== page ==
Home - Thursday 18.12.2003

Icebreaker Botnica unexpectedly classified among ships unfit for service in ice conditions

 Bureaucratic snags rather than technical shortcomings keep ship away from winter duty

Link to a larger image
The multi-function icebreaker Botnica run by the Finnish Maritime Administration (FMA) has seen its official ice classification unexpectedly downgraded to class III.
This means that the icebreaker will not be allowed to assist traffic in the ice-bound Port of Kemi. The ice at the far northern end of the Gulf of Bothnia is so thick that icebreakers are only helping ships weighing more than 2,000 tonnes in ice classes I or II.
Class III is given to ships that are not reinforced against ice, or which are otherwise unsuitable for sailing in winter conditions.

The reason for the downgrading of the ice classification of the Botnica did not involve any technical or structural problem. The ship's papers were simply not in order.
Previously, state-owned icebreakers have not needed an ice classification certificate, and when the inspector arrived, the ship's papers differed from the vessel's true dimensions. Some information was also missing.
Because of the shortcomings the inspector had no choice but to downgrade the ship's ice classification. The same happens to merchant vessels caught falsifying their ice classifications or cheating on fairway charges.
Local FMA officials acknowledged that the result was unexpected, but that no exceptions could be made.

Håkan Gustafsson of the FMA shipping line unit says that the Botnica is part of a class of icebreakers that is not officially recognised by the regular Finnish ice classification system. However, the ship far exceeds the specifications of the most stringent Finnish ice class known as IA Super.
The basic problem lies in the dual role of Finland's multi-purpose icebreakers: in the summer they operate at oil fields in the North Sea, occasionally transporting goods. Consequently the ships have two different draughts - one for ice conditions, and one for the oil fields.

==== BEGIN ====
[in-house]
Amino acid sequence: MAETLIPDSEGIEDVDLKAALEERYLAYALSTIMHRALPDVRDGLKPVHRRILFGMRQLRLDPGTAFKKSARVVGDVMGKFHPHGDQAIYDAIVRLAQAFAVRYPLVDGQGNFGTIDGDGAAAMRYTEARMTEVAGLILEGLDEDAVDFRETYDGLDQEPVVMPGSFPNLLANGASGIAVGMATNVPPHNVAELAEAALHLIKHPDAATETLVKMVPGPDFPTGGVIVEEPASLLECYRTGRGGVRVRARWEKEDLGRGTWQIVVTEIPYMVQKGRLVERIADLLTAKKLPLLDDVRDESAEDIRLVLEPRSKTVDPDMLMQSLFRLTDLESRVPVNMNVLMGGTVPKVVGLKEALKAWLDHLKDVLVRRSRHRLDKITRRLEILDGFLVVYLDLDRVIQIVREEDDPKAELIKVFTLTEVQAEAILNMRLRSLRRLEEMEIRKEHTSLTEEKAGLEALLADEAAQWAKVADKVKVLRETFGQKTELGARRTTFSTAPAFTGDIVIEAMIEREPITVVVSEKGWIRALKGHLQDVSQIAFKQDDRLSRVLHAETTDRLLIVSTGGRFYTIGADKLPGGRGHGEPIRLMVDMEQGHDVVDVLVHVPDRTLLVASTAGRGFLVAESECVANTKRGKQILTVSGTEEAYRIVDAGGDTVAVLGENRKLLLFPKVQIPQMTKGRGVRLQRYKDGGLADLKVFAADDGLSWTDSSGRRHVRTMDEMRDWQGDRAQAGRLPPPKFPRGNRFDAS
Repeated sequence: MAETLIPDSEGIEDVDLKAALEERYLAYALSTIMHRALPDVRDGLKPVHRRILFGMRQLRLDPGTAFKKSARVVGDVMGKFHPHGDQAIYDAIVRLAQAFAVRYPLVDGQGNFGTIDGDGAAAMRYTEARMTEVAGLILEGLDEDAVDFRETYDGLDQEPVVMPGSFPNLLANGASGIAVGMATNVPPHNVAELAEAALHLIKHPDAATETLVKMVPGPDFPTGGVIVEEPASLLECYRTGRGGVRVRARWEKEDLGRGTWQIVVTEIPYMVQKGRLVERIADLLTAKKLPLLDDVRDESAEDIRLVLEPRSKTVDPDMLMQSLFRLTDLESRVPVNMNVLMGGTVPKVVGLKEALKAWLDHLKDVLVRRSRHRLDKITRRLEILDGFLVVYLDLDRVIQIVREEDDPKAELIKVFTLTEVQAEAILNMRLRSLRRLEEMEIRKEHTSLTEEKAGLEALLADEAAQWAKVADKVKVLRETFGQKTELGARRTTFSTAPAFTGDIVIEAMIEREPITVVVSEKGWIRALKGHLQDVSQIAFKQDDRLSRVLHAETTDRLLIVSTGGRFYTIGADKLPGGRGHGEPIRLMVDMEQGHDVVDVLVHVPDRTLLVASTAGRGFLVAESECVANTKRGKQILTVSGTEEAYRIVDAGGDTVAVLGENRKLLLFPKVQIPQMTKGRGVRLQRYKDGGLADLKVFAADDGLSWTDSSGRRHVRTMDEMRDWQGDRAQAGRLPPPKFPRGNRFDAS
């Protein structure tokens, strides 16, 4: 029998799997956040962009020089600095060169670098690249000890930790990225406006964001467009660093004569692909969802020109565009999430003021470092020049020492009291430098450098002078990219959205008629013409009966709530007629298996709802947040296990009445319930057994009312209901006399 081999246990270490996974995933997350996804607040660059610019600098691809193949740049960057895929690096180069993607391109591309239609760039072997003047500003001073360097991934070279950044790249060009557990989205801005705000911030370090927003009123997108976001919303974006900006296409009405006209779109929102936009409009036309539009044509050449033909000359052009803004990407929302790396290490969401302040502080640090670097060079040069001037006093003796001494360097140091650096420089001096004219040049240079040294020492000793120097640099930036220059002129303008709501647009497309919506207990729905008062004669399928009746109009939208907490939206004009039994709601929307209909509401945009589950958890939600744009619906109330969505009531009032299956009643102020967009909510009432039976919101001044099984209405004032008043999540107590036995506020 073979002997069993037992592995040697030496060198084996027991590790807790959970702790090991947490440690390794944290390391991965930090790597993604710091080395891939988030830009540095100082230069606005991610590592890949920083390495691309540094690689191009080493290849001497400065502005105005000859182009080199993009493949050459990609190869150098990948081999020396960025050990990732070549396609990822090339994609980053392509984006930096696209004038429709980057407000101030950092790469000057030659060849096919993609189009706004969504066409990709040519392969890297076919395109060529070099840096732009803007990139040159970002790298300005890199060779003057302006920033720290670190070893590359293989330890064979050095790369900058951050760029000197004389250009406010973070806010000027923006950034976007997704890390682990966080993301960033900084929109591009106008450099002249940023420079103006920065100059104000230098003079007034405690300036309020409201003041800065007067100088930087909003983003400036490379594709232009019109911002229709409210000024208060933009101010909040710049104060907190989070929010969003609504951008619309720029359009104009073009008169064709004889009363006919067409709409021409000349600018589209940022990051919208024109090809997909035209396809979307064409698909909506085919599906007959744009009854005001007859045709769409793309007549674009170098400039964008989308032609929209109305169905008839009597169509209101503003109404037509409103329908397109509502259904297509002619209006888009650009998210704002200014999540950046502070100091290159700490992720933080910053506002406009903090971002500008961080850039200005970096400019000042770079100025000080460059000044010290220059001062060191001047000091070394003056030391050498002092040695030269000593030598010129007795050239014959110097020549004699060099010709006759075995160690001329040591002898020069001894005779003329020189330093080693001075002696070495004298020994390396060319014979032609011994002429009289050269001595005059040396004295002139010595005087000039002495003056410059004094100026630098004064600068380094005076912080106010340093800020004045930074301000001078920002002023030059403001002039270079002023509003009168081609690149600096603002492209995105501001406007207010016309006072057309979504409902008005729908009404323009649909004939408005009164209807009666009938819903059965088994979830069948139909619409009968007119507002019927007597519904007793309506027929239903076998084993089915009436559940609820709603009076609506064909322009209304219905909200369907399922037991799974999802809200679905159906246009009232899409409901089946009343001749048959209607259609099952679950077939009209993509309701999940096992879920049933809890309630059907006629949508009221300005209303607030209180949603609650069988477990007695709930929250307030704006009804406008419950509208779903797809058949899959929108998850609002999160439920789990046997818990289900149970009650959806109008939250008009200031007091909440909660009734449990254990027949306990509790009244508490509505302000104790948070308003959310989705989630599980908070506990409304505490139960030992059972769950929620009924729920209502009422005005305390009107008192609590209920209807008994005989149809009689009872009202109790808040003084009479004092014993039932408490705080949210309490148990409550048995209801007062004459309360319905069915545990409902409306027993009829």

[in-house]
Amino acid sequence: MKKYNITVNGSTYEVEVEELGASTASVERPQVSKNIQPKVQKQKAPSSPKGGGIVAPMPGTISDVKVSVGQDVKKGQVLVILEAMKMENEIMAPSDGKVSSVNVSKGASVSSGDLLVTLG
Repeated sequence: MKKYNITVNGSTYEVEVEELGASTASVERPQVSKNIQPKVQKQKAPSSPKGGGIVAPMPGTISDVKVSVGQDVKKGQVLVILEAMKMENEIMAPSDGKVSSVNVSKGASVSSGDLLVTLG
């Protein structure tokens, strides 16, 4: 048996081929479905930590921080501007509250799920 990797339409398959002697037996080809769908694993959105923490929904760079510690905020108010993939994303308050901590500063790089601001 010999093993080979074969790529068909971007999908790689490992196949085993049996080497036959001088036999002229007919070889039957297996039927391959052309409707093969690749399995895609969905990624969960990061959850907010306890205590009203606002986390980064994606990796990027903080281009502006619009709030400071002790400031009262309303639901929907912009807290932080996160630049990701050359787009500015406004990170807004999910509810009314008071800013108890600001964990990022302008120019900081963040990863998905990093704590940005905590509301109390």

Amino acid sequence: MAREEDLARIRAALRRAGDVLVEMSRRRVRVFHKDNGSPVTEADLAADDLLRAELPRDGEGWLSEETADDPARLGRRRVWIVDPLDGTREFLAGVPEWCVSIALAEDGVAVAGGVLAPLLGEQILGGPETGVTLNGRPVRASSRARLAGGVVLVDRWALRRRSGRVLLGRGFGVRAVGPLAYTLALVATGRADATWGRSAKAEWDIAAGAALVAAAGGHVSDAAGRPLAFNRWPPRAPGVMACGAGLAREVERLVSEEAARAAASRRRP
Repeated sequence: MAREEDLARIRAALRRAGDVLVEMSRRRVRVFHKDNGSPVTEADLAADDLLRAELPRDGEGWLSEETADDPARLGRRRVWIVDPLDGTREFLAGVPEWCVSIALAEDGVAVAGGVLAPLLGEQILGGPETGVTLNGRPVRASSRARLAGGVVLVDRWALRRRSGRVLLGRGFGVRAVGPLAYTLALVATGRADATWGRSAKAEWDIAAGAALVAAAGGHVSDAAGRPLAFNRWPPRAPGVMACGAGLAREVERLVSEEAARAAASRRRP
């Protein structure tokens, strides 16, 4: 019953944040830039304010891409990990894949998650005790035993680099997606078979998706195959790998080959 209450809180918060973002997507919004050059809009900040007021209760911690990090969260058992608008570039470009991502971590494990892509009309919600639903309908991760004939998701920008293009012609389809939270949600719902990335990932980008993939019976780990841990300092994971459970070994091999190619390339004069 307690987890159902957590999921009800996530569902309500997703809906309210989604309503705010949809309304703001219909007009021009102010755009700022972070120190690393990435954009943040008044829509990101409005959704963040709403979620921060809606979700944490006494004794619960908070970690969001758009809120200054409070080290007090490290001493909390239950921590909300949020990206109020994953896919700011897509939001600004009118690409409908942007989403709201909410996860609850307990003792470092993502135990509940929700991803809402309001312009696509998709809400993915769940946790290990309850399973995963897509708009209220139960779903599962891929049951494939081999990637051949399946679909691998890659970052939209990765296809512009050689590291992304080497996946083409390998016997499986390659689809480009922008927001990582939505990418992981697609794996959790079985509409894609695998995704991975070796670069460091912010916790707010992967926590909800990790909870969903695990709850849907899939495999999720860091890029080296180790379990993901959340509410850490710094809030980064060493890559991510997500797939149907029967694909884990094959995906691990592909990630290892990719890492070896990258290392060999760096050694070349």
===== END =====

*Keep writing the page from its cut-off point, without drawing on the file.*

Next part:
Under the regulations, the ice reinforcement on the hull must extend to a certain level above the highest possible water level. According to initial reports, the Botnica exceeds the norm by six or seven centimetres. This is quite sufficient for the IA Super ice classification.

At the beginning of next year Finland's icebreakers will be taken over by a state enterprise for icebreaking services, which will hire them out to the FMA.
The problems with the Botnica are a new turn of events in ten years of confusion over ice classification and fairway fees.
Ships pay the dues for the privilege of using certain shipping routes, and for icebreaker help. A ship's ice classification is the main factor which determines the amount it has to pay in fairway fees: the higher the class, the lower the fee.
Small Finnish shipping companies complained to the FMA in 1994 that Dutch competitors were unfairly avoiding paying the fee, which is the FMA's main source of revenue.
An attempt was made to pass a law which would have made it more difficult to cheat on fairway fees, but the bill was buried in the Ministry of Transport and Communications for three years.
Also, a language error was found in the rules: the height stipulated for the ice reinforcement in the English and Swedish versions differs from that in the Finnish version.

Previously in HS International Edition:
 Foreign vessels avoiding Finnish fairway dues (10.1.2000)
 Potentially hazardous oil tanker sails ice-bound Gulf of Finland to Primorsk (28.1.2003)
 Ice in Gulf of Finland hazard for weaker oil tankers (16.1.2003)
 Safety fears for single-hulled oil tankers on Gulf of Finland (28.11.2002)

 Finnish Maritime Administration

Helsingin Sanomat

Back to homepage